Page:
Infestation - Inferior quality hides are liable to develop holes due to a skin defect, and care should be taken not to attribute this holing to the use of hooks or other fortuitous cause. The skins concerned are usually those with a rough surface, and careful examination of the holes will make it comparatively easy to determine whether this has arisen through use of hooks or other fortuity, or whether it is a defect in the skin itself. When the hole is due to a defect, the surface immediately surrounding the hole is not usually as smooth as the remainder of the hide or skin. The skin may also suffer from blemishes which may eventually result in further holes. These holes and blemishes are usually accepted in the trade as being defects of the hide or skin itself.
Treatment - Where damage is not severe enough to warrant goods being classed as useless, damaged skins should be put into work immediately; discarded skins may be sold for glue manufacture. Unless water damaged hides are dealt with promptly, damage will be considerably aggravated as the result of bales being left unopened or stored, decay in the skins advancing rapidly if air has no access to them.
Wetting - Hides and skins of all descriptions can be seriously damaged if they are wetted by fresh or salt water. The effects are more rapid on dry hides and skins than on those which have been salted, but the latter will become severely damaged if the wetting has been sufficient to remove much of the salt from the pelts. Any wetting allows bacteria to thrive to the detriment of the pelt, and the decomposition of the pelt will be accentuated if the wetting is accompanied by heating, which is particularly liable to occur in press-packed bales.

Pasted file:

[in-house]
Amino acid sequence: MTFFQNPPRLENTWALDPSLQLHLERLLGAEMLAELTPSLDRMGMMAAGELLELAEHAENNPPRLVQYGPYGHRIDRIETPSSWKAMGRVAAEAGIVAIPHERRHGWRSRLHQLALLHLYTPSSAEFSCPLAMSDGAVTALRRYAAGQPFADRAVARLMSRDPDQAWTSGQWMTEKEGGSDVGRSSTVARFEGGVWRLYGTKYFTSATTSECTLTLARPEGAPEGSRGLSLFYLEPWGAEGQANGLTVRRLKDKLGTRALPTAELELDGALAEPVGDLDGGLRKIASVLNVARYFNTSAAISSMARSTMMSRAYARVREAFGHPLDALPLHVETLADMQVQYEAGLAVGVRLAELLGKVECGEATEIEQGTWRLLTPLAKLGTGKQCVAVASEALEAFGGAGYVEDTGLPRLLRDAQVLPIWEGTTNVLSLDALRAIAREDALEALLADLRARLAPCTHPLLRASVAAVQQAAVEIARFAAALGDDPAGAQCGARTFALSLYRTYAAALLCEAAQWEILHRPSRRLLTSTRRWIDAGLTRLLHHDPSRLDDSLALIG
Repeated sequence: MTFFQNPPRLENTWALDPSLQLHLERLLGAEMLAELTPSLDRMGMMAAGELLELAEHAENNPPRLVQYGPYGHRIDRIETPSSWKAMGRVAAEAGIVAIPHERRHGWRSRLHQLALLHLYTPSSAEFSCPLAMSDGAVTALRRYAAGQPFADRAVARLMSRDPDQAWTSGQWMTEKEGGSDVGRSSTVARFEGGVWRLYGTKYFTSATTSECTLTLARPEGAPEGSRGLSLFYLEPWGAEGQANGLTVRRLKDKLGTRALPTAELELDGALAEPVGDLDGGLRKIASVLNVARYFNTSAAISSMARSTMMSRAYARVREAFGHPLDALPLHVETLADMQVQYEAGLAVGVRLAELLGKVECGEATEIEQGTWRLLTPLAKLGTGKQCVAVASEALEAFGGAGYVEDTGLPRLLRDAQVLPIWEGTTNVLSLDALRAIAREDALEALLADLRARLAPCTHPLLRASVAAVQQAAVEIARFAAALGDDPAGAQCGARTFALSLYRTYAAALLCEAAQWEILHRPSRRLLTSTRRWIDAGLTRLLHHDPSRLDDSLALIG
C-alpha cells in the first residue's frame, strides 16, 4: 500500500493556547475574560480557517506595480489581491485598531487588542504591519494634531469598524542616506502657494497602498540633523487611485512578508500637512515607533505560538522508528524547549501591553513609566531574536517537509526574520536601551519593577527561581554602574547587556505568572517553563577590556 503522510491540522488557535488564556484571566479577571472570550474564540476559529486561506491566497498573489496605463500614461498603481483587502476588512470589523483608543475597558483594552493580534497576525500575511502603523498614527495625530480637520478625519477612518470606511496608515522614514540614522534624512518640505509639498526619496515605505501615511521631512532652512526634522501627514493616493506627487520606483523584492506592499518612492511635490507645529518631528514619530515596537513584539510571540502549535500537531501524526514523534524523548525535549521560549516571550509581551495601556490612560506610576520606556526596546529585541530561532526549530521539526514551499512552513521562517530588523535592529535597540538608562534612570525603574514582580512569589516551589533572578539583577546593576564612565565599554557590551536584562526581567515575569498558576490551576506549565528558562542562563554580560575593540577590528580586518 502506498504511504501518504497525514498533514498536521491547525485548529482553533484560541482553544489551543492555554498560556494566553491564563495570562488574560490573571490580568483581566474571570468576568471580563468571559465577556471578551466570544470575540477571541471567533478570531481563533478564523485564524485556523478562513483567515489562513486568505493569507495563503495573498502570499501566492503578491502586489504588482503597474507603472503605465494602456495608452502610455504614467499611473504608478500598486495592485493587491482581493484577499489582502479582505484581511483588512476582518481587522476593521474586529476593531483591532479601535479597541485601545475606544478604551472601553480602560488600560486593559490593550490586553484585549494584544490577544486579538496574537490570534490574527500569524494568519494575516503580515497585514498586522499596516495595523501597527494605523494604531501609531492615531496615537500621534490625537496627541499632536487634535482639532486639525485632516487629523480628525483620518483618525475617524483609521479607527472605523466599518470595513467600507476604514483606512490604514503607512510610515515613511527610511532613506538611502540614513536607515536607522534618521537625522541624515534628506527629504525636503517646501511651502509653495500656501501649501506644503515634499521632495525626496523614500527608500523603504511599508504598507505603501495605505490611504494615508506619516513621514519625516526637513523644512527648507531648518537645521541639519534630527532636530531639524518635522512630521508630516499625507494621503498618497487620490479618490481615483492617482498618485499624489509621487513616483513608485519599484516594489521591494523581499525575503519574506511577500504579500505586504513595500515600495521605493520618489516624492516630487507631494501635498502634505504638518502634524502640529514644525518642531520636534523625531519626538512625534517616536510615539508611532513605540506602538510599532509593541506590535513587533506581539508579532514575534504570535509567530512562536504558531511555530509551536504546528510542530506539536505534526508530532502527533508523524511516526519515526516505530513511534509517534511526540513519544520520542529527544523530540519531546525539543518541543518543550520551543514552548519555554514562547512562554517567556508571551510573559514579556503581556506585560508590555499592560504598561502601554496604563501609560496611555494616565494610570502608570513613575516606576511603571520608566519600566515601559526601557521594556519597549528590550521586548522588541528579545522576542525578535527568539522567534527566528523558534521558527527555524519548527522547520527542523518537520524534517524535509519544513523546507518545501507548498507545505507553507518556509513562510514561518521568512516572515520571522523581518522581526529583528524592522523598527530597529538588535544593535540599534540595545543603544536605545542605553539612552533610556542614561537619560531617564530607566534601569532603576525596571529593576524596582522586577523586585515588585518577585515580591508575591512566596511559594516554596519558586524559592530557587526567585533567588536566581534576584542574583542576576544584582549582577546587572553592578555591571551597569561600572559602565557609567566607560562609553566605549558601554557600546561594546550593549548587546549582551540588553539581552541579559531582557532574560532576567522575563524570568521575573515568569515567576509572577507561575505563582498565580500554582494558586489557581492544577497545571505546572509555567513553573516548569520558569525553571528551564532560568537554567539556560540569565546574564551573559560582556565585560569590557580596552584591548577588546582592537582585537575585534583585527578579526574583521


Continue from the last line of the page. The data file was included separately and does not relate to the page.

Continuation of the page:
Salted hides and skins may absorb a certain amount of moisture from the humidity of the atmosphere, but this does not constitute damage, and normally does not affect the skins.
Dry hides and skins may absorb moisture to a limited extent if the atmosphere is very humid; a slight mold will form on the surface of the skin. This may not be harmful, but much will depend on the degree of moistening and the length of time the skins have been in this condition. Wetting prior to shipment or from sweat during the voyage may produce similar effects. If skins have been packed damp, a mildewed condition may exist, but this will clearly be of an internal character inside bales, as distinct from the effects produced by external wetting. Dry and dry salted hides and skins are not liable to sweat from inherent causes.
- Commodity Name:
HIDES AND SKINS